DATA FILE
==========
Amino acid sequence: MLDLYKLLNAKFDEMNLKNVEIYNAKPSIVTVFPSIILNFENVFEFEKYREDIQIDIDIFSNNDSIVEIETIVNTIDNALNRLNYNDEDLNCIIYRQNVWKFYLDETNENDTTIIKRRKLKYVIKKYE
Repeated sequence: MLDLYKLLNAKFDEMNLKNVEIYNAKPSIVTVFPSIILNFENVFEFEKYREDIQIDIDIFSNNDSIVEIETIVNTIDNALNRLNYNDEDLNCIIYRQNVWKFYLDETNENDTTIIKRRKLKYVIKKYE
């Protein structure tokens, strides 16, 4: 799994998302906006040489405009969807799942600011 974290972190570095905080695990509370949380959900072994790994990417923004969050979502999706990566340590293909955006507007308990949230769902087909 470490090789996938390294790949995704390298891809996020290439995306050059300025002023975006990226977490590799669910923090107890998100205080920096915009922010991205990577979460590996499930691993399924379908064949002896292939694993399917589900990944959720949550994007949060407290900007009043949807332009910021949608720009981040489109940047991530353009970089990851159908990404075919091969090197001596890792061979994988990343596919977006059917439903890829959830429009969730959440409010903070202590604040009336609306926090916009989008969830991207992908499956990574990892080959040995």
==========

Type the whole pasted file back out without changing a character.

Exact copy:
Amino acid sequence: MLDLYKLLNAKFDEMNLKNVEIYNAKPSIVTVFPSIILNFENVFEFEKYREDIQIDIDIFSNNDSIVEIETIVNTIDNALNRLNYNDEDLNCIIYRQNVWKFYLDETNENDTTIIKRRKLKYVIKKYE
Repeated sequence: MLDLYKLLNAKFDEMNLKNVEIYNAKPSIVTVFPSIILNFENVFEFEKYREDIQIDIDIFSNNDSIVEIETIVNTIDNALNRLNYNDEDLNCIIYRQNVWKFYLDETNENDTTIIKRRKLKYVIKKYE
């Protein structure tokens, strides 16, 4: 799994998302906006040489405009969807799942600011 974290972190570095905080695990509370949380959900072994790994990417923004969050979502999706990566340590293909955006507007308990949230769902087909 470490090789996938390294790949995704390298891809996020290439995306050059300025002023975006990226977490590799669910923090107890998100205080920096915009922010991205990577979460590996499930691993399924379908064949002896292939694993399917589900990944959720949550994007949060407290900007009043949807332009910021949608720009981040489109940047991530353009970089990851159908990404075919091969090197001596890792061979994988990343596919977006059917439903890829959830429009969730959440409010903070202590604040009336609306926090916009989008969830991207992908499956990574990892080959040995």